RED LODGE, Mont. (AP) — This gateway city to Yellowstone National Park has become a cul-de-sac, a victim of severe flooding that swept through one of America’s most beloved natural attractions, washing away roads, bridges and homes.
The unprecedented flooding has closed the entire park and forced the evacuation of 10,000 visitors. And towns like Red Lodge, which lead to Yellowstone’s northern entrances and rely on passing tourists, could suffer through the rest of the summer.
Officials have said the southern part of the park, which features Old Faithful, could reopen as soon as next week. But the far north, which includes Tower Fall and the Lamar Valley bears and wolves, could remain closed for months after miles of a major highway were washed away inside Yellowstone.
Red Lodge faces a double disaster: he’ll have to clean up flood damage to parts of town, and also figure out how to survive without the summer business that normally sustains him for the rest of the year.
“Winters are harsh at Red Lodge,” Chris Prindiville said as he hosed off mud from the sidewalk in front of his shuttered cafe, which had no fresh water or gas for its stoves. “You have to make money in the summer so you can do it when the bills keep coming and the visits have stopped.”
The Montana National Guard has rescued at least 88 people in recent days from camps and small towns, with hundreds of homes damaged by muddy waters. A large house that was home to six park employees in the town of Gardiner was ripped off its foundation and floated 5 miles (8 kilometers) downriver before sinking. No deaths or serious injuries have been reported.
Red Lodge was under a boil water advisory and trucks were supplying drinking water to the half of the city that didn’t have it. Portable toilets were strategically placed for those unable to flush the toilet at home.
The Yodeler Motel, once home to Finnish coal miners, faced its first closure since it began operating as lodging in 1964. Owner Mac Dean said he will have to dismantle the lower level, where 13 rooms were flooded with chest-high water.
“Rock Creek seemed to run its own course,” he said. “He just jumped over the bank and came down Main Street and hit us.”
Yellowstone is one of the crown jewels of the park system, a popular summer playground that draws adventurous backpackers camping in gray country, casual hikers hiking alongside steaming geothermal features, lovers wildlife watching moose, bison, bears and wolves from the safety of their cars and amateur photographers and artists trying to capture the pink and gold hues of the Grand Canyon of the Yellowstone’s cliffs and its thundering waterfall.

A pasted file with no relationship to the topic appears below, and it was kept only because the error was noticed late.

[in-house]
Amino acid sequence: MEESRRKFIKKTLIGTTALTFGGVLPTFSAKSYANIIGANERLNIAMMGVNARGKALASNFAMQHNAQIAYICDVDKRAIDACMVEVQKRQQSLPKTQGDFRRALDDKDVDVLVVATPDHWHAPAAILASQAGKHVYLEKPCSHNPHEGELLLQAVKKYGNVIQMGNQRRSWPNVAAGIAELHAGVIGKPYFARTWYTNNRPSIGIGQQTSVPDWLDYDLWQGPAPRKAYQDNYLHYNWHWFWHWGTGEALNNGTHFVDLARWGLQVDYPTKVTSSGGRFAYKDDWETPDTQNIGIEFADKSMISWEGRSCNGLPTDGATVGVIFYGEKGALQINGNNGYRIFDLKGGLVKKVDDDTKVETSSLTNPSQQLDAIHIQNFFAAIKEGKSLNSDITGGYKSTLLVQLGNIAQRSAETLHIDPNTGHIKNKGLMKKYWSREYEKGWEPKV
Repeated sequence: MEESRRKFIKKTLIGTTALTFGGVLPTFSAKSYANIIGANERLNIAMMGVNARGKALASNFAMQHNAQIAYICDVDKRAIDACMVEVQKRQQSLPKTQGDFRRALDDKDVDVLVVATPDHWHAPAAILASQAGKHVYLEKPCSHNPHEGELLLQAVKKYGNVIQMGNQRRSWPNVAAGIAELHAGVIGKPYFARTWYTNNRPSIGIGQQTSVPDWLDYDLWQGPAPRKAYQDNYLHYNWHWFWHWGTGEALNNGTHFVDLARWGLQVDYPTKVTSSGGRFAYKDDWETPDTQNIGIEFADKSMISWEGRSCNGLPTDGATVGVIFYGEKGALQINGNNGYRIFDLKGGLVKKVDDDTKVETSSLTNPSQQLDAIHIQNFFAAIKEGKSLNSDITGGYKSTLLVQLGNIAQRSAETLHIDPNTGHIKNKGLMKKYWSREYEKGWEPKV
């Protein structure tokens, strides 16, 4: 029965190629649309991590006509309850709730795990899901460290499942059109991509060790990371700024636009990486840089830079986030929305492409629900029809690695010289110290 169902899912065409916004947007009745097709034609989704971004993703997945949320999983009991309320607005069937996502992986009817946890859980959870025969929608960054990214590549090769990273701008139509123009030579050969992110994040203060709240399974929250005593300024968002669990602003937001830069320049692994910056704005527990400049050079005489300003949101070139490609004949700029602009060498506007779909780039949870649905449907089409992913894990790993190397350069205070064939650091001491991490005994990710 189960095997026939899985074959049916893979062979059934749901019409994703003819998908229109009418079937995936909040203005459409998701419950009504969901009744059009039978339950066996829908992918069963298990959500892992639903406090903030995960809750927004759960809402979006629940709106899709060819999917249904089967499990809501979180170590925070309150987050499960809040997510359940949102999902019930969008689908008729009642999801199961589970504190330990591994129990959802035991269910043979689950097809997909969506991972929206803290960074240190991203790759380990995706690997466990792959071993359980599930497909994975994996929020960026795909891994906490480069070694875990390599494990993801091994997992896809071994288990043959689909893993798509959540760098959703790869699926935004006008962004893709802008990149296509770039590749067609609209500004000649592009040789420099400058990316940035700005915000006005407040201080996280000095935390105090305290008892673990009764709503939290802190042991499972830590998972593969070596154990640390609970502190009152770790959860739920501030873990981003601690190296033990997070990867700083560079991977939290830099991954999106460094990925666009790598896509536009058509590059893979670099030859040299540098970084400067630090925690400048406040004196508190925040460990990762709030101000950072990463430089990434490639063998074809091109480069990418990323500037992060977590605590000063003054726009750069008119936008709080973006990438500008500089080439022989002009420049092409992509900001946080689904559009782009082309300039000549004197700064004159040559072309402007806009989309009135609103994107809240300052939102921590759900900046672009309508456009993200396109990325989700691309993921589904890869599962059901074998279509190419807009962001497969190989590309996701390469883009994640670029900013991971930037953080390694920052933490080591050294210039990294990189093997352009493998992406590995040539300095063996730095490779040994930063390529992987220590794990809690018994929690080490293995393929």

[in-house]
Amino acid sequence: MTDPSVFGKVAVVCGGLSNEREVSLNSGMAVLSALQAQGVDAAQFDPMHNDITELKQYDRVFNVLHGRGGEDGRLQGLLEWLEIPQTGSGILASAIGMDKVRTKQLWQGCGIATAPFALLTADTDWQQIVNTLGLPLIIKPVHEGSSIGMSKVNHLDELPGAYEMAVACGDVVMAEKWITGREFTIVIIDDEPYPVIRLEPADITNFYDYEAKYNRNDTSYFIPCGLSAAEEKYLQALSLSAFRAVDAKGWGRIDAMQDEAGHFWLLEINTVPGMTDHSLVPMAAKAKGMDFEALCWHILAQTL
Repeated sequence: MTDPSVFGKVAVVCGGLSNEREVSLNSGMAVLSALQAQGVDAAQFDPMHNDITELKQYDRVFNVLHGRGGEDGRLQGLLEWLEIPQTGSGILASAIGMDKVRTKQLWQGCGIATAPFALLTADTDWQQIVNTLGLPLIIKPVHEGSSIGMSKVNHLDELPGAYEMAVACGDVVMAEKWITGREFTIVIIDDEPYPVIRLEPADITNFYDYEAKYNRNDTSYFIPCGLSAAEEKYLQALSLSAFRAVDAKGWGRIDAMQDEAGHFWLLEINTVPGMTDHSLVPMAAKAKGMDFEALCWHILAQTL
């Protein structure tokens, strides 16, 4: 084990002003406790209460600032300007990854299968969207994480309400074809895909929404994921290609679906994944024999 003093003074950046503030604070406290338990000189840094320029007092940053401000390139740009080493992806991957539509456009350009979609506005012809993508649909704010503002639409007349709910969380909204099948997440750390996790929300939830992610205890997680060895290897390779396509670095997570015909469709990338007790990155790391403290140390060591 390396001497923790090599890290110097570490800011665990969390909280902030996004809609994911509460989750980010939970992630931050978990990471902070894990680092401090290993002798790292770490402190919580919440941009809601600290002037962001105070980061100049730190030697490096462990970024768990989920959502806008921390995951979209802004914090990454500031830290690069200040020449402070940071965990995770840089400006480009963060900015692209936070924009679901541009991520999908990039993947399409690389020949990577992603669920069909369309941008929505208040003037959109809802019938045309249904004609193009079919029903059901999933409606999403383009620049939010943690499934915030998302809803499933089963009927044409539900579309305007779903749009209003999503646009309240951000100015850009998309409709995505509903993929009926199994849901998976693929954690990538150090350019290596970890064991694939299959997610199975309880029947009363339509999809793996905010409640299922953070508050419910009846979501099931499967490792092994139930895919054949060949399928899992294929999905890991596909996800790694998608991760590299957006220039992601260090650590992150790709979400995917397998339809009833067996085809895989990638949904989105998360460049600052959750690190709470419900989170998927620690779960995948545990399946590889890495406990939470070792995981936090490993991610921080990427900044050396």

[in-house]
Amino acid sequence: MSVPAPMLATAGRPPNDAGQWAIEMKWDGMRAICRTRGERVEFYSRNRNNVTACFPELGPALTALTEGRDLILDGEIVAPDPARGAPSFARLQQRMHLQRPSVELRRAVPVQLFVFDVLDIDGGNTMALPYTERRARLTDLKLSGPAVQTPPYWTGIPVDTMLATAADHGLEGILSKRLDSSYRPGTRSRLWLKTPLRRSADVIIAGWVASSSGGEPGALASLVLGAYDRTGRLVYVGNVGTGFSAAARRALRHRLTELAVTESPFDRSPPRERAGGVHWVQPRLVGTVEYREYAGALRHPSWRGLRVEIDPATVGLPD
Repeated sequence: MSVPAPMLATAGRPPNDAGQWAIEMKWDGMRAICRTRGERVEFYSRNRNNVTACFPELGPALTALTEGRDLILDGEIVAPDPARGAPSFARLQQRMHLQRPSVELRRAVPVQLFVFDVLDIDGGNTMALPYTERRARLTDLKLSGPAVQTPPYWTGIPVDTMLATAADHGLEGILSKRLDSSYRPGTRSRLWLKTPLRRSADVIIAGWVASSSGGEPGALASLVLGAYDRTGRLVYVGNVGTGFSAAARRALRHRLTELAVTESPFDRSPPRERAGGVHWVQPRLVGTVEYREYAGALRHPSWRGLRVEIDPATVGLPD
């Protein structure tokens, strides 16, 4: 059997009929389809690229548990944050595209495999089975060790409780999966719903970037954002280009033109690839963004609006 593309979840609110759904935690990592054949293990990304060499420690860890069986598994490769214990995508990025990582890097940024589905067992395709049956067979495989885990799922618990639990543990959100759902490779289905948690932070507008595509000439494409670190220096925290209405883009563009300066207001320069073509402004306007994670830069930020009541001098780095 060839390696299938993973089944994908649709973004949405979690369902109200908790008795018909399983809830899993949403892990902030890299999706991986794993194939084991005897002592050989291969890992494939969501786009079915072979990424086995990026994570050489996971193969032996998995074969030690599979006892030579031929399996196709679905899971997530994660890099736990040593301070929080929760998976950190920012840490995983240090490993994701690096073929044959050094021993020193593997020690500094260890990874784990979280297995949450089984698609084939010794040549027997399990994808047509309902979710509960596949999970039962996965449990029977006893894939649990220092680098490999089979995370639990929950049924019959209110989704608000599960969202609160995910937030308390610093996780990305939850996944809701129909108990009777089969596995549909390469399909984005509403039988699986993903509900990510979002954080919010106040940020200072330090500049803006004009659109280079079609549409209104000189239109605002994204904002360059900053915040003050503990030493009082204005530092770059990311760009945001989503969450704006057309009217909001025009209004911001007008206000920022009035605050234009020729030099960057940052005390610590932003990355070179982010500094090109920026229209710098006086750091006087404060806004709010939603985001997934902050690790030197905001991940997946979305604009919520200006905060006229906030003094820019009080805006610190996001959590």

All 4 million visitors a year have to pass through the small towns that line the five park entrances.
The flooding, triggered by a combination of torrential rain and rapid snowmelt, occurred just as hotels around Yellowstone were filling up with summer tourists. June is usually one of Yellowstone’s busiest months.
President Joe Biden declared a disaster in Montana and ordered federal assistance to be made available.
The season had started well for Cara McGary, who leads groups through the Lamar Valley to see wolves, bison, elk and bears. She had seen over 20 grizzlies some days this year.
Now, with the Gardiner Trail to North Yellowstone washed away, the wildlife is still there, but it’s out of reach for McGary. His guidebook business, In Our Nature, is suddenly in trouble.
“The summer we’re preparing for is nothing like the summer we’re going to have,” he said. “This is an 80% to 100% loss of business during peak season.”
The flooding is another setback for companies like Gardiner-based Flying Pig Adventures, which organizes rafting trips on the Yellowstone River.
It’s a similar blow to how COVID-19 shut down Yellowstone two years ago, cutting tourist visits to the park in June 2020 by about a third before they rebounded for the rest of that summer.
“We are definitely a resilient company. We have a very tough team,” said Flying Pig Adventures co-owner Patrick Sipp. “But it is devastating. You hate to see things like that in the community. We just hope we can get back out there relatively soon.”
Montana Gov. Greg Gianforte, a Republican, has faced criticism from Democrats and members of the public for being out of the country during the disaster.
Spokeswoman Brooke Stroyke said in a statement Wednesday that the governor had left last week on a long-scheduled personal trip with his wife and “will be back early and as quickly as possible.” The statement did not say where the governor was.
in his absence, Montana Lieutenant Governor Kristen Juras signed an emergency disaster declaration Tuesday.
Melley reported from Los Angeles. Associated Press writers Brittany Peterson in Red Lodge, Amy Beth Hanson in Helena, Mead Gruver in Cheyenne, Wyoming, and Lindsay Whitehurst contributed to this report.